Performance – The Hyundai Elite i20 comes with a 1.4-litre, CRDI Diesel engine which puts out 89 HP and 220 Nm and this engine is known for its refined nature. I can easily say that refinement levels are best in class because the vibrations and clatter are so nicely controlled. In comparison, the 1.5-litre, i-DTEC mill on the Honda Jazz makes 99 BHP and 200 Nm and is also quite noisy and even with this updated version, it was hard to notice any improvement in NVH levels. The Jazz diesel offers very good drivability thanks to the limited turbo lag and linear power delivery thereafter while the i20 has relatively more turbo lag but the pull after the turbo starts spooling is also far more aggressive in the Hyundai, giving it that extra edge of excitement. Both these cars reach speeds above the ton fairly quickly. In terms of efficiency, it is Honda that has an upper hand with the Jazz delivering anywhere between 16-22 km/l while the Elite i20 is capable of giving out 14-18 km/l.
Hyundai’s engines pack more grunt than its Japanese rival’s
The petrol engines on both the cars are highly refined. The i20’s 1.2-litre Kappa VTVT unit produces 82 HP and 115 Nm while the 1.2 i-VTEC unit on the Jazz churns out 89 HP and 110 Nm. The petrol i20 feels more responsive than the Jazz and the engine also feels a bit more enthusiastic while the Jazz petrol has a laid-back nature with the engine feeling lazy at the lower RPM band while slowly gathering pace in the mid-range and the top-end having most of the grunt and thus it is the i20 here which is more drivable. Fuel efficiency is more or less similar on these cars, with the figure hovering between 9-12 km/l in the city and between 12-14 km/l on the highways.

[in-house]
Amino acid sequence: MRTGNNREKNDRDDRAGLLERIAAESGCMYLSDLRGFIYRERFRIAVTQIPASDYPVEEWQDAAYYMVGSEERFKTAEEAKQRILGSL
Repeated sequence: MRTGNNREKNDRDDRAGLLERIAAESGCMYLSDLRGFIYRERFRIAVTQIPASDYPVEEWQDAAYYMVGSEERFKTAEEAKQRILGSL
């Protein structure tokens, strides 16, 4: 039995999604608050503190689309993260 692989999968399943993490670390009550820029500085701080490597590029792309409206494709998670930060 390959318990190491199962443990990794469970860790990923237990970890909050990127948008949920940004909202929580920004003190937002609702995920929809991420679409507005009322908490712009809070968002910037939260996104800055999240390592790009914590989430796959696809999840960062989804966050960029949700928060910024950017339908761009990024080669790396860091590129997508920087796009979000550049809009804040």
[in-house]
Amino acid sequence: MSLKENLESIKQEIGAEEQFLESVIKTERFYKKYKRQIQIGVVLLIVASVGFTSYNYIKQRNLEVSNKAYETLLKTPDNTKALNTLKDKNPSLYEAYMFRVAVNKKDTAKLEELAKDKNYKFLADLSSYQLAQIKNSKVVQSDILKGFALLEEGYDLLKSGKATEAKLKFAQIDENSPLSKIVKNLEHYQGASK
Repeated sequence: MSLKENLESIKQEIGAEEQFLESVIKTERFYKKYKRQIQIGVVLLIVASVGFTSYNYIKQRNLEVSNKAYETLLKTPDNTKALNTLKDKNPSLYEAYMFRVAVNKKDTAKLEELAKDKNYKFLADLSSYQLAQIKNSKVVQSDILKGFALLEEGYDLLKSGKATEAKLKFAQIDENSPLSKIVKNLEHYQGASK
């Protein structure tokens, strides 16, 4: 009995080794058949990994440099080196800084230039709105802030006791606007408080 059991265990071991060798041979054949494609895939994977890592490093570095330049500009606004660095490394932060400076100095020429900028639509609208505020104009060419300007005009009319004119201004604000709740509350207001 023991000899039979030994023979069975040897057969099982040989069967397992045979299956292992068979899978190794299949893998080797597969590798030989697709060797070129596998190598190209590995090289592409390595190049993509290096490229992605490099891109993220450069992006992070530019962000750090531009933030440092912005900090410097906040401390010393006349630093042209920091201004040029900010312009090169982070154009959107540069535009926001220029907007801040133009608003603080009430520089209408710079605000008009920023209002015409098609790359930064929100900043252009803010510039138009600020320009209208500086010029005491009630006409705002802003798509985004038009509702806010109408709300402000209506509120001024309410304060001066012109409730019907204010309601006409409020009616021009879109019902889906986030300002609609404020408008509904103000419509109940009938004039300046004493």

One thing common between these premium hatchbacks is that they both come with a CVT gearbox with the petrol engine. The one on the Jazz is a 7-step unit while the i20 makes do with a 6-speed unit. Both of them come with an S mode but only the Jazz gets paddle-shifters. The i20 CVT is quicker off the line and is a smooth performer. The Jazz CVT performs similar, with smooth driveabilty but again as I mentioned earlier, it is the engine which feels lazy. If we talk about manual gearboxes, thankfully both the cars come with a light clutch. The Jazz has shorter throws than the i20 but the i20 too feels slick.
Driving Dynamics – The Hyundai Elite i20 has a softer suspension set up compared to the Honda Jazz and that translates into better ride quality for the Hyundai. The i20 is quite absorbent, not saying the Jazz has bad ride quality but it is just a bit stiffer and now as comfy as the i20 in the city. On the highways, the Jazz feels very stable but so is the i20 which holds on to the road nicely and doesn’t feel unsettled by any means.
Talking about steering, the i20 has a lighter unit but even at high speeds it doesn’t weigh up enough to give an extra boost of confidence while the one on the Jazz feels much more well-weighted. In terms of steering feedback, it is the Jazz which is much ahead of the i20 and the former is also more fun to drive. Braking performance is better in the i20 since it has a sharp bite and stopping power is very good. Meanwhile, the Jazz has good stopping power but the bite isn’t as sharp as its rival and it happens quite gradually. However, the tyres on the Jazz have marginally lesser grip than the i20.